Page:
[4] 3* for Hong Kong, 2* for Tokyo, Shanghai, Taipei and New York, though curiously, none of the Paris locations have received more than 1*. Since it’s hard to believe that the satellite Ateliers in the far-flung quarters of China, Taiwan, Japan and New York are better than the home offices in Paris, I take this to mean at least one of two things (likely both): (1) Michelin is grading these other regions on a curve; and/or (2) Michelin’s ratings bely a Euro-centric chauvinism that favors French restaurants even in Asian countries, i.e., “Our scout team is better than your starting roster.”

[5] Keller has 3* on each coast with French Laundry and Per Se, but Surf Club is far less ambitious, and its parallel in NY, TAK Room, was not recognized by Michelin, though it may have closed before it could make it into a guide.

[6] Jose Andres’ minibar in DC has 2* and Somni in LA had 2*, but Bazaar in LA was not starred, so I don’t put Bazaar Miami in the “shoo-in” category. Michael Mina (Bourbon Steak) had 1* for his namesake SF restaurant, but not for any of his other restaurants.

[7]Edited to add: I forgot that Michael White, who earned 1* at Marea and Ai Fiori in NY,  is now at Lido at the Surf Club, which could certainly be in contention. And consistent with my general blind spot for expensive Italian restaurants, I also left out Forte dei Marmi and Casa Tua, which for all I know could be in the mix (I've never been to either).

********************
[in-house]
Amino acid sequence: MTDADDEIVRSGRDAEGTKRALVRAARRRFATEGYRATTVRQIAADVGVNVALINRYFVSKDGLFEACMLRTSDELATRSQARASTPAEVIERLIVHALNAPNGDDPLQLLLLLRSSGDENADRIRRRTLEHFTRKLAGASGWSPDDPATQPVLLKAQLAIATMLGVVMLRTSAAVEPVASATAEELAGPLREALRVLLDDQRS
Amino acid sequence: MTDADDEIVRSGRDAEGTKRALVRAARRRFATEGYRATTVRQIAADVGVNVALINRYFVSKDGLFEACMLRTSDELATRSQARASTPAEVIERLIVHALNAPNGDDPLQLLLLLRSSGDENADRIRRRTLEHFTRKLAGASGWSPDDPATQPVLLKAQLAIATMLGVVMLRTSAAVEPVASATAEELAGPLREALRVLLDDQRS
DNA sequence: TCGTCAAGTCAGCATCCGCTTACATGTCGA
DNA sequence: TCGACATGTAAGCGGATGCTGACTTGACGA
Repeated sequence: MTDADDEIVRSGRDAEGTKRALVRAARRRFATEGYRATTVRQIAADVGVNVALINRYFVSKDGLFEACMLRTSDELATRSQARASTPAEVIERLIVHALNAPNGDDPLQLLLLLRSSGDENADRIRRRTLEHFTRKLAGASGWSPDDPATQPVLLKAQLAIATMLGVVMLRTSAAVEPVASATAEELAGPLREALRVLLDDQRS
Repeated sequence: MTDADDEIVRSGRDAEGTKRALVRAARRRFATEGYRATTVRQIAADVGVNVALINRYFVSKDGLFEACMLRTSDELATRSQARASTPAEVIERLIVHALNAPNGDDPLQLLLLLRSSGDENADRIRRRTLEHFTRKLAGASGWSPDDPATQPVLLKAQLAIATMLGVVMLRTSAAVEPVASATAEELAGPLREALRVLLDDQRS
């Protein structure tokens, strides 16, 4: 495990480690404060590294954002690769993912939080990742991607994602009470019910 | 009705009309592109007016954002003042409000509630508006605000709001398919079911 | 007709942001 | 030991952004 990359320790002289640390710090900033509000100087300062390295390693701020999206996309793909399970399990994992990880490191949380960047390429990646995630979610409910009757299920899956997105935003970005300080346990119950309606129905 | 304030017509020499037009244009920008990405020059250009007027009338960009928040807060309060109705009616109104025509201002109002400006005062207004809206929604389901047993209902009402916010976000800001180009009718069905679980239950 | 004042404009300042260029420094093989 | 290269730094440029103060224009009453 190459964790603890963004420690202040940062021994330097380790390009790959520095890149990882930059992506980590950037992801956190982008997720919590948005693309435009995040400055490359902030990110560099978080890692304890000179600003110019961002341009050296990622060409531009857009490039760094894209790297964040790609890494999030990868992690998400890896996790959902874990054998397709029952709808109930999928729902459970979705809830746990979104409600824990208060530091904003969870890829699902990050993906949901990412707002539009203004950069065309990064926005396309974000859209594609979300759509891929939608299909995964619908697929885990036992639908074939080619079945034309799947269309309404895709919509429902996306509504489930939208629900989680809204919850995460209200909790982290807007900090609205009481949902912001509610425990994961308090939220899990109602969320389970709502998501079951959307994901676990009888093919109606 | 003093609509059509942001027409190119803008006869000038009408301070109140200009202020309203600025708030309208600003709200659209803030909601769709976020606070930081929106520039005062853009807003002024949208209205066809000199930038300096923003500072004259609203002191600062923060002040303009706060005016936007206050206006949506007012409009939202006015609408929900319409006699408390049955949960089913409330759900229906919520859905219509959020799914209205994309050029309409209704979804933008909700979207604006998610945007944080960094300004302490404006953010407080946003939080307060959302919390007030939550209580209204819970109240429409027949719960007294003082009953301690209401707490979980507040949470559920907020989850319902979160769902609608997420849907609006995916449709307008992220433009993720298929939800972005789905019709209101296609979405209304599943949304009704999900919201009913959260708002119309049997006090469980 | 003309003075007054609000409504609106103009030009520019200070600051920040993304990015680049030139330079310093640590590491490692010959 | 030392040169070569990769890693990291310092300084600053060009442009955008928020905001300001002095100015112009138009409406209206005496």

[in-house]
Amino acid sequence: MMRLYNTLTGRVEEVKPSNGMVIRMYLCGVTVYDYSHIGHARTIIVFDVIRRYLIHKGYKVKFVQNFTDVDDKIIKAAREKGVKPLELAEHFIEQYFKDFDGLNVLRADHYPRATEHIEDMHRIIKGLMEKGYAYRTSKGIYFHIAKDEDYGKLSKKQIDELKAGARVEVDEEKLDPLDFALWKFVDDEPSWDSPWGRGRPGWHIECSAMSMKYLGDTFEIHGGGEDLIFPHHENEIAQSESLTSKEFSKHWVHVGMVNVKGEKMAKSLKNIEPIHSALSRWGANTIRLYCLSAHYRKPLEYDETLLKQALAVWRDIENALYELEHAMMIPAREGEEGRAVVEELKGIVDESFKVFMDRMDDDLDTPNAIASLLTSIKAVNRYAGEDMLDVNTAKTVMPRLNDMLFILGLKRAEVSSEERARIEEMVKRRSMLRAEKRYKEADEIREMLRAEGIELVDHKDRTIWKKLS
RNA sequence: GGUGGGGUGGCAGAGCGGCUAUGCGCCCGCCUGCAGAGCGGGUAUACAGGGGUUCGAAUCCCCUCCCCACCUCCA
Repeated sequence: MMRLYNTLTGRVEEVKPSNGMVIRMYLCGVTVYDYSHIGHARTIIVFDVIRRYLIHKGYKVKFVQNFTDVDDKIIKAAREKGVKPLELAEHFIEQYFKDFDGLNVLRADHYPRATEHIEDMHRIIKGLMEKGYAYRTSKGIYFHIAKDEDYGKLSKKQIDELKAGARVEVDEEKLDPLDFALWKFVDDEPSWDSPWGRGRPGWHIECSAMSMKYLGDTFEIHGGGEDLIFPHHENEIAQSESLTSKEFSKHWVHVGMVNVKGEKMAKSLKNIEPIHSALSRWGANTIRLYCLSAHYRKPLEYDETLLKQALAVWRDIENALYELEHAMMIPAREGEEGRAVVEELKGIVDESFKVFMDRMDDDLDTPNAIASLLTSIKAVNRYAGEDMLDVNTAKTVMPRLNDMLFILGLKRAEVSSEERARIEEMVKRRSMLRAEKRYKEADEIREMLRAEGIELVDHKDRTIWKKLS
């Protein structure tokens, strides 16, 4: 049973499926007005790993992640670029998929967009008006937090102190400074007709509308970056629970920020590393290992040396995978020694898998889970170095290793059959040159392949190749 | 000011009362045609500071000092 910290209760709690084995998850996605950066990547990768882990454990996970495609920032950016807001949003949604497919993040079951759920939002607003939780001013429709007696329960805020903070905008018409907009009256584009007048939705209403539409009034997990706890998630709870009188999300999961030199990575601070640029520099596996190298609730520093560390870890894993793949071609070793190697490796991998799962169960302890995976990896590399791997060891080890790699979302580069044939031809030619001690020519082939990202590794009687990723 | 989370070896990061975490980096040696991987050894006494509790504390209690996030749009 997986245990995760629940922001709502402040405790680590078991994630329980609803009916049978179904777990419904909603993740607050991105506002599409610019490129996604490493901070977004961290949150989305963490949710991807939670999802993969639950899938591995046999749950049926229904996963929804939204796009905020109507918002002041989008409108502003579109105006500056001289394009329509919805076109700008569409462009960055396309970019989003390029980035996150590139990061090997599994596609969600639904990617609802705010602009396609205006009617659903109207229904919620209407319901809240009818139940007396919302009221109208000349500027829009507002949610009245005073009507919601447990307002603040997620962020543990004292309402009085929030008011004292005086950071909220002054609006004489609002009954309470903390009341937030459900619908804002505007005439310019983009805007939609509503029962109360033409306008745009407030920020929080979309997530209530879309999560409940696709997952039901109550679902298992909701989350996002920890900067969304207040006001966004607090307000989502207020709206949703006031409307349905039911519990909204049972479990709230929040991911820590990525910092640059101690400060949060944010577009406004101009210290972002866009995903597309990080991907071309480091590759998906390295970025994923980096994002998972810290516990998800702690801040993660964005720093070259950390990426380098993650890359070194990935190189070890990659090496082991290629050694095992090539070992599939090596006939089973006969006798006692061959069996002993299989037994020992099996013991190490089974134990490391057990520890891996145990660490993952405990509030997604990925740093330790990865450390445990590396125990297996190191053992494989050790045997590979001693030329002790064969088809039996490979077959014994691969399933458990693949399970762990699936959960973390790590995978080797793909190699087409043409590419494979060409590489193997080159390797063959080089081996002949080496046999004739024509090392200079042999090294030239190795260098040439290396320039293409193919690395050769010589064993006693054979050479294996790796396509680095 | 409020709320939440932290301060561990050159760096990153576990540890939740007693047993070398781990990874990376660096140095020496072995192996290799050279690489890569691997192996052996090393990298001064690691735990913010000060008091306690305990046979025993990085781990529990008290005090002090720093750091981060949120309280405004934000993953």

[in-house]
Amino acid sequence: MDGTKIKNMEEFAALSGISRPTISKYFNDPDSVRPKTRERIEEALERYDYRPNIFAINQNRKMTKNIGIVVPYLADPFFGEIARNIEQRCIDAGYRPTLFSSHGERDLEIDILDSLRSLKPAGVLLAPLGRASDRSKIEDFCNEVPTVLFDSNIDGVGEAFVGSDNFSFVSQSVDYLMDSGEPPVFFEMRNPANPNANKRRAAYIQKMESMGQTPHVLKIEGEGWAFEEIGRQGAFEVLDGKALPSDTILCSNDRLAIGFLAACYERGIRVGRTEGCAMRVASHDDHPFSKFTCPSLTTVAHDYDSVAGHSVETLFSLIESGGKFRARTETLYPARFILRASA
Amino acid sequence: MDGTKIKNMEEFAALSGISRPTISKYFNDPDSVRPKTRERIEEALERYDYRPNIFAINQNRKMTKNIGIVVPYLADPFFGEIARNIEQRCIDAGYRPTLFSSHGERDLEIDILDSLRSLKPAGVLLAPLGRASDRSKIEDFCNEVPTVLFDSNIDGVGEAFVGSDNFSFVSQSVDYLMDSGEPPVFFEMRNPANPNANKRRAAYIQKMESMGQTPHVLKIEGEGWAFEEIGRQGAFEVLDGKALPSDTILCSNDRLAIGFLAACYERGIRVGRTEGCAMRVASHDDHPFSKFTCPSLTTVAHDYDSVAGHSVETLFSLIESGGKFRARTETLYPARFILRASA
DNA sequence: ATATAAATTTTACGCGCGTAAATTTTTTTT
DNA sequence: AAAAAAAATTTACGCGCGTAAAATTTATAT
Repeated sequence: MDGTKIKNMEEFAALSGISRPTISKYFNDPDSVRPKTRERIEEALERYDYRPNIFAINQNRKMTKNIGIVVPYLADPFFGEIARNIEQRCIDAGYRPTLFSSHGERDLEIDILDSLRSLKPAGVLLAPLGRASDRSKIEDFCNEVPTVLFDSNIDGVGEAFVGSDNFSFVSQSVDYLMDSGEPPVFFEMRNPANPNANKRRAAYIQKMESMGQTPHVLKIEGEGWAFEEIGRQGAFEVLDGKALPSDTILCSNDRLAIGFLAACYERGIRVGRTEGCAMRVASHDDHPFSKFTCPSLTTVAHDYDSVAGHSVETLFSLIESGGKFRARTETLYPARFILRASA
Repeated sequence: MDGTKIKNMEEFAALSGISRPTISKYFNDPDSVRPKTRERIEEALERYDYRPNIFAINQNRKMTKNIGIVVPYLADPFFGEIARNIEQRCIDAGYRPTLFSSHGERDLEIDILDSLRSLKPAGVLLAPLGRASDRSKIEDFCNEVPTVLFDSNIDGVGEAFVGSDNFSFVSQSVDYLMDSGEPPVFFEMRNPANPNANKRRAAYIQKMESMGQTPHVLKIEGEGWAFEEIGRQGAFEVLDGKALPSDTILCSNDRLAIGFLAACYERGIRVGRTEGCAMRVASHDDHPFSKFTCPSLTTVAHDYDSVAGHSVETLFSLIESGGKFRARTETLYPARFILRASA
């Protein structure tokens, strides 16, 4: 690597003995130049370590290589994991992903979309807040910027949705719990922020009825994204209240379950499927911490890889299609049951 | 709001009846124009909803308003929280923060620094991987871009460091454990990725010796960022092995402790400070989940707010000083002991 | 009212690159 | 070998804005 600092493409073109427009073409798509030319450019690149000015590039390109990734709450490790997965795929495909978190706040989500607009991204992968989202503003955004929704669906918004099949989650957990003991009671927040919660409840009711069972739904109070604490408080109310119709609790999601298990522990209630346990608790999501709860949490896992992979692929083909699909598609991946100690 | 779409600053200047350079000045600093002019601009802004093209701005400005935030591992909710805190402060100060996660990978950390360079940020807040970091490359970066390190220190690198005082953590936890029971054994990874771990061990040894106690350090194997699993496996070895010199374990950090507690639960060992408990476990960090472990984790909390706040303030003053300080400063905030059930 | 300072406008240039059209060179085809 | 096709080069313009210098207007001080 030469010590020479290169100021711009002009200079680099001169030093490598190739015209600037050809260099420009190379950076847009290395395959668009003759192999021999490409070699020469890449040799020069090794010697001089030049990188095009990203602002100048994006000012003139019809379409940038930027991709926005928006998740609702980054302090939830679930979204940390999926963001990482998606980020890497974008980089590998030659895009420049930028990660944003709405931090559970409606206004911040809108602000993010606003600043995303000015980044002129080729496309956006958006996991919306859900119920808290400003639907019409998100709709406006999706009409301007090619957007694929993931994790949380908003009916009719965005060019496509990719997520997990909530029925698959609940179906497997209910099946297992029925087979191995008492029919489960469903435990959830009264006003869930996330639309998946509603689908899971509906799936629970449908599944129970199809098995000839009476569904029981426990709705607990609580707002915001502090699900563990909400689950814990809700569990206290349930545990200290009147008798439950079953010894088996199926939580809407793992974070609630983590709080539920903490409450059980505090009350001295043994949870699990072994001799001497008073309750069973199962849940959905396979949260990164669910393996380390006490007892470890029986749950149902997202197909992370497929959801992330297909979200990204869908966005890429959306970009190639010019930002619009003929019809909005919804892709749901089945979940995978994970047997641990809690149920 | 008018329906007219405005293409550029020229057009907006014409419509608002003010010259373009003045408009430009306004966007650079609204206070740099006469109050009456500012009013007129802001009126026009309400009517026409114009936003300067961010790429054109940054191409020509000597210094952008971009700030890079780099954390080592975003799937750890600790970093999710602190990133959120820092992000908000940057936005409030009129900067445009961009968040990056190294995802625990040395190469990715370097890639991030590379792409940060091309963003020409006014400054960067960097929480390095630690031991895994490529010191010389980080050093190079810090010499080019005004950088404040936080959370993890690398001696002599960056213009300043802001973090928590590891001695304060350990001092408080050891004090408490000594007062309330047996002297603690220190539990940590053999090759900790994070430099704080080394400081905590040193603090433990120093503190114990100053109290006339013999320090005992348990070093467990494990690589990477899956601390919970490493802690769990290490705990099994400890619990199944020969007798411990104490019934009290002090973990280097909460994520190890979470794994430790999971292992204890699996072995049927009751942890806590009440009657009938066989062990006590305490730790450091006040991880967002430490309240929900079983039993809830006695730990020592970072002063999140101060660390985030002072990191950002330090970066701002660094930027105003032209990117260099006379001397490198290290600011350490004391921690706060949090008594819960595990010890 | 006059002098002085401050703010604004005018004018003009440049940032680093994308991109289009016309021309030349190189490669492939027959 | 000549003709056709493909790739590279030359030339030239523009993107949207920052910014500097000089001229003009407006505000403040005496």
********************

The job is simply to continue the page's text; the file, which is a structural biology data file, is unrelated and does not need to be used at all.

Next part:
1. If Carbone gets a star, I will wonder about the whole system. It was so mediocre and overpriced, I can’t imagine ever going back.

    1. Prepare to wonder. Carbone got a star in NY which is a much more competitive market, and I can't believe there's that much difference between NY and MIA.

  2. No restaurant in Florida deserves a star. This is a cash grab

    1. There are at least a handful of restaurants in Miami that are every bit as good as 1* restaurants I've eaten at in NY and CA. Of course there are also several restaurants in NY, CA and Chicago I've eaten at that have no stars, and are every bit as good as those that have gotten 1*, so go figure.

    2. Naoe absolutely deserves at least 2 stars imo.

  3. Interesting assessment. Does it extend into Broward?

    1. They're covering "Florida" not Miami so restaurants across the state are eligible in theory. It appears their focus has been on Miami / Orlando / Tampa. FWIW the Michelin "Illinois" guide does not appear to include any restaurants outside of Chicago (not just for stars, but for any commentary at all in the online guide).